N/A

Role

View existing Red Hat Advanced Cluster Security for Kubernetes RBAC roles and their permissions.

Add, modify, or delete roles and their permissions.

ScannerBundle

Download the scanner bundle.

N/A

ScannerDefinitions

List existing image scanner integrations.

Create, modify, or delete image scanner integrations.

Secret

View metadata about secrets in secured clusters.

N/A

SensorUpgradeConfig

Check the status of automatic upgrades.

Disable or enable automatic upgrades for secured clusters.

ServiceAccount

List Kubernetes service accounts in secured clusters.

N/A

ServiceIdentity

View metadata about Red Hat Advanced Cluster Security for Kubernetes service-to-service authentication.

Revoke or reissue service-to-service authentication credentials.

User

View users that have accessed your Red Hat Advanced Cluster Security for Kubernetes instance, including the metadata that the authentication provider provides about them.

N/A

13.5. Enabling PKI authentication

If you use an enterprise certificate authority (CA) for authentication, you can configure Red Hat Advanced Cluster Security for Kubernetes (RHACS) to authenticate users by using their personal certificates.

After you configure PKI authentication, users and API clients can log in using their personal certificates. Users without certificates can still use other authentication options, including API tokens, the local administrator password, or other authentication providers. PKI authentication is available on the same port number as the Web UI, gRPC, and REST APIs.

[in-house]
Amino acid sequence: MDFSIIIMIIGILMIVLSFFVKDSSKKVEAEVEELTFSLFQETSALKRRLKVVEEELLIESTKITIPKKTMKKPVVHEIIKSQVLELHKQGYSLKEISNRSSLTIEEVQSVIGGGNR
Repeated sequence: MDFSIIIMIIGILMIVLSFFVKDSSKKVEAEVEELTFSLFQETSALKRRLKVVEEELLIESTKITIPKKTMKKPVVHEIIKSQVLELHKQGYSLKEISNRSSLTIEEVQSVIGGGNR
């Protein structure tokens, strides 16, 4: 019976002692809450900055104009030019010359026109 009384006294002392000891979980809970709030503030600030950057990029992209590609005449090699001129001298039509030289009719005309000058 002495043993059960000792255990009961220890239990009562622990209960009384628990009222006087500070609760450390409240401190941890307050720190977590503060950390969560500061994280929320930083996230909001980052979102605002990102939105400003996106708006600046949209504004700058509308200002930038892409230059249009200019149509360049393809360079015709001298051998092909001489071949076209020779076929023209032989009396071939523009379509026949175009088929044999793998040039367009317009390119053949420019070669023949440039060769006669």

When you configure PKI authentication, by default, Red Hat Advanced Cluster Security for Kubernetes uses the same port for PKI, web UI, gRPC, other single sign-on (SSO) providers, and REST APIs. You can also configure a separate port for PKI authentication by using a YAML configuration file to configure and expose endpoints.

13.5.1. Configuring PKI authentication by using the RHACS portal

You can configure PKI authentication by using the RHACS portal.

Procedure

  1. On the RHACS portal, navigate to Platform ConfigurationAccess Control.
  2. Click Add an Auth Provider, and then select User Certificates.
  3. In the Name box, specify a name for this authentication provider.
  4. Paste your root CA certificate in PEM format into the text box.
  5. Optional: Change the Minimum access role and add role mappings by attributes.
  6. Click Save.

13.5.2. Configuring PKI authentication by using the roxctl CLI

You can configure PKI authentication by using the roxctl CLI.

Procedure

  • Run the following command:

    $ roxctl -e <hostname>:<port_number> central userpki create -c <ca_certificate_file> -r <default_role_name> <provider_name>

13.5.3. Updating authentication keys and certificates

You can update your authentication keys and certificates by using the RHACS portal.

Procedure

  1. Create a new authentication provider.
  2. Copy the role mappings from your old authentication provider to the new authentication provider.
  3. Rename or delete the old authentication provider with the old root CA key.

13.5.4. Logging in by using a client certificate

After you configure PKI authentication, users see a certificate prompt on the RHACS portal login page. The prompt only shows up if a client certificate trusted by the configured root CA is installed on the user’s system.

Use the procedure described in this section to log in by using a client certificate.

Procedure

  1. Open the RHACS portal.
  2. Select a certificate in the browser prompt.
  3. On the login page, select the authentication provider name option to log in with a certificate. If you do not want to log in by using the certificate, you can also log in by using the administrator password or another login method.
Note

Once you use a client certificate to log into the RHACS portal, you cannot log in with a different certificate unless you restart your browser.